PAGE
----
I didn't give it or myself a chance at the time, but all I really needed was practice and it was clear that that was all that Ethan needed too. After all, we were less than 10 minutes into his first ever lesson. I could see that and I thought, as an experienced instructor, you'd be able to see it too. But your face said otherwise and you seemed to be becoming impatient. It was at this point that I jumped up to join in to help Ethan feel at ease. I laughed with him telling him about my own lack of coordination and we tried to follow you together.  He didn't get it much and that was okay because at the beginning of his first ever day with you, I never expected him to.

What happened next was something I completely hadn't expected from you - you came and stood next to me whilst Ethan was off walking following the lines along the gym floor and in a very impatient, abrupt tone of voice you asked if Ethan had ADHD or Autism 'or something'. You said it in such a way that it actually took me a few seconds to register and then when I answered to say no you replied rather matter of factly saying 'He's just a hyperactive child then is he?!'.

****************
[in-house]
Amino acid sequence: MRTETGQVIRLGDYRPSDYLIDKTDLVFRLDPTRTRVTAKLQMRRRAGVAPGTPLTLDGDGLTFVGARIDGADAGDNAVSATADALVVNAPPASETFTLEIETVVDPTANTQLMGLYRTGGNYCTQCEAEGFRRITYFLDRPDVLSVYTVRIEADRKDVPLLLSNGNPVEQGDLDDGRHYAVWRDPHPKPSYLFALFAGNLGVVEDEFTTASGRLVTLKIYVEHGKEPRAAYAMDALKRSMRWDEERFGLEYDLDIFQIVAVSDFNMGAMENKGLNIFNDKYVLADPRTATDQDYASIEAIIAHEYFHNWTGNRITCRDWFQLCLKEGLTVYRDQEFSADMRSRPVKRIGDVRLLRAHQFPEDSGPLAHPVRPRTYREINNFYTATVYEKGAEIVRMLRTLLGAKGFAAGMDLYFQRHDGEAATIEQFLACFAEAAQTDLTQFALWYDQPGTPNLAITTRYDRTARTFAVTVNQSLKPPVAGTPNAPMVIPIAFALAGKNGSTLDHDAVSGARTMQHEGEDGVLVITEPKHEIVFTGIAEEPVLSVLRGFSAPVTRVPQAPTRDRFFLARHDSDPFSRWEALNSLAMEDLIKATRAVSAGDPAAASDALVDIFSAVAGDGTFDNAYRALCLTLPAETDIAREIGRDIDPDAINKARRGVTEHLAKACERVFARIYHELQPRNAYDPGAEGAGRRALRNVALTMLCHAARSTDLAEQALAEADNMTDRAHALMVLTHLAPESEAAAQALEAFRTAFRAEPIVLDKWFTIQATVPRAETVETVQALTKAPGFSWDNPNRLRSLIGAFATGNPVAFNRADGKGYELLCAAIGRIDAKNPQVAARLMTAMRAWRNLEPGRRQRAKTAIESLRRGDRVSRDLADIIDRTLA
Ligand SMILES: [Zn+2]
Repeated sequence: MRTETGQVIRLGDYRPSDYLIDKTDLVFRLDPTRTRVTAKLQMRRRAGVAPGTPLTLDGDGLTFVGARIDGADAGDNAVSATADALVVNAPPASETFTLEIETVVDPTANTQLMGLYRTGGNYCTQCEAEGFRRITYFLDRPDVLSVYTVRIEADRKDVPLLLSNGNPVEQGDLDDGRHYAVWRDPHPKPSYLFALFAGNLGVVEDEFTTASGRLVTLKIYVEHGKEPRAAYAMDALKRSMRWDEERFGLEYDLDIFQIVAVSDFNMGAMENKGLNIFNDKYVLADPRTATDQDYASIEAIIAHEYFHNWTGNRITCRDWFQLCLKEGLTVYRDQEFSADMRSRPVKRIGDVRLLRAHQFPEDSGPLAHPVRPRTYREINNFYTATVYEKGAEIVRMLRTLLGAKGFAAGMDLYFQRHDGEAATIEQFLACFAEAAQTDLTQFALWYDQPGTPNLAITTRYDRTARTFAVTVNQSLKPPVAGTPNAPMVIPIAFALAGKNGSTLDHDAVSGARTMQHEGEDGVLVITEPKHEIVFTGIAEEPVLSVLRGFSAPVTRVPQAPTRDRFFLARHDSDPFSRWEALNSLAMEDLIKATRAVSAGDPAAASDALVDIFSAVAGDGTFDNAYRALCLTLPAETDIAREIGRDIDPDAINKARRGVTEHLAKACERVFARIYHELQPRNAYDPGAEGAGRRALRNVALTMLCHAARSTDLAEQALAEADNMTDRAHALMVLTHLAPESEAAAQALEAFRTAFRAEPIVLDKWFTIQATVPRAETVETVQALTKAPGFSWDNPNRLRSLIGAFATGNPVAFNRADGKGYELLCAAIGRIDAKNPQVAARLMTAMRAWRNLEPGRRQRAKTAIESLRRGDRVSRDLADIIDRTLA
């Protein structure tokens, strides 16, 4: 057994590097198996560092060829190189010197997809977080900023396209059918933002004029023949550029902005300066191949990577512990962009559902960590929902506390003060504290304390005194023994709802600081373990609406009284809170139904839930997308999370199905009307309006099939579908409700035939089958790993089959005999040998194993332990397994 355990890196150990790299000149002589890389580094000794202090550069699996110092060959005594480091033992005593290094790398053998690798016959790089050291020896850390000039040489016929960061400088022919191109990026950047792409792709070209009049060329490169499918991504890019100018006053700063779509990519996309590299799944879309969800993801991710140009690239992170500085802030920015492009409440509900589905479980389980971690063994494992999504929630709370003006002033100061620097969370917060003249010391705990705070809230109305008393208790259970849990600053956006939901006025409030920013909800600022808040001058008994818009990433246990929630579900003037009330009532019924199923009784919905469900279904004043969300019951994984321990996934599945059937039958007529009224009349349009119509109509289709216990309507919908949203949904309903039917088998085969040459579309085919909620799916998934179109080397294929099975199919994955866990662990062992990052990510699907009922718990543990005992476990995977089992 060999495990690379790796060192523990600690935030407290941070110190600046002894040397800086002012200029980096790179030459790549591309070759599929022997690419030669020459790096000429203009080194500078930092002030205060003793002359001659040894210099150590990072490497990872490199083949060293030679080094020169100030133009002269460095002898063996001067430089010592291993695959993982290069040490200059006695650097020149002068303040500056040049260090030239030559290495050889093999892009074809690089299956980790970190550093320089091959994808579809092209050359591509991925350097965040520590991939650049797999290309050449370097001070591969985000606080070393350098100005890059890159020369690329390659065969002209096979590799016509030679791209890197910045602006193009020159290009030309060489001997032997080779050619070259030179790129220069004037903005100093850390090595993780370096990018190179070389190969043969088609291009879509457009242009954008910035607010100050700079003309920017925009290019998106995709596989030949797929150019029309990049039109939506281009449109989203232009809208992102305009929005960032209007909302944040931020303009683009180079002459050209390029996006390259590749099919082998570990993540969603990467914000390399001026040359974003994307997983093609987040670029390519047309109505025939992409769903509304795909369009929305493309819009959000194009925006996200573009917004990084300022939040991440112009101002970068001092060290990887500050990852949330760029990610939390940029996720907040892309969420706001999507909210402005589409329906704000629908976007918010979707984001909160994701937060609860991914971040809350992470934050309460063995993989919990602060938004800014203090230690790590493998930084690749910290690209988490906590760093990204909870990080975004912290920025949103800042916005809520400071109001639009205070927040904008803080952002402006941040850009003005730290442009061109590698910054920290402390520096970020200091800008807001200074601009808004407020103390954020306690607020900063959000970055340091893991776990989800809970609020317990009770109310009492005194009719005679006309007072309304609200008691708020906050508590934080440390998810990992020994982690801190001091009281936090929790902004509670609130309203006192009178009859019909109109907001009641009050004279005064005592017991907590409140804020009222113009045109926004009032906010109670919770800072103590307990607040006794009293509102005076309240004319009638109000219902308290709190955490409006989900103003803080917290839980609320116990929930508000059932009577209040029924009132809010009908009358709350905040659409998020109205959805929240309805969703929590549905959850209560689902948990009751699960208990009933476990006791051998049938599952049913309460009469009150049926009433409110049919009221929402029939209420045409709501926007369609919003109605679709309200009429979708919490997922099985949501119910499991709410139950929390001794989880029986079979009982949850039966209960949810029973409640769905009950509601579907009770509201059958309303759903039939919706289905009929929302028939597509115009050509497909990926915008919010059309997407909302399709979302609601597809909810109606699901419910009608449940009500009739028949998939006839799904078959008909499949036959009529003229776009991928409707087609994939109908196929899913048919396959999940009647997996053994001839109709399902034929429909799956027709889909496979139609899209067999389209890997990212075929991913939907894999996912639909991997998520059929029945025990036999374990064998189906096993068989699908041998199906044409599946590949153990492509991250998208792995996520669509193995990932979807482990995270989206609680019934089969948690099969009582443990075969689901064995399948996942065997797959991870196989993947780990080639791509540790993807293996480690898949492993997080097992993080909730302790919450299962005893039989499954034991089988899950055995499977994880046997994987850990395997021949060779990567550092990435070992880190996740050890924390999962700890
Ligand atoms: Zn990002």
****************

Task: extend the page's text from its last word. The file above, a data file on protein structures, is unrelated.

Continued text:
When you saw how uncomfortable you'd made us feel and after I'd told you how inappropriate I thought you were being you told me that you had only asked as you had 'the experience' and 'know that some parents feel too ashamed to say'. It was at this point that I couldn't hear anymore from you and so I called my Son over, got his shoes on and with tears in my eyes I ushered him out of the door as you shouted 'I hope we didn't offend you' as the door closed behind us.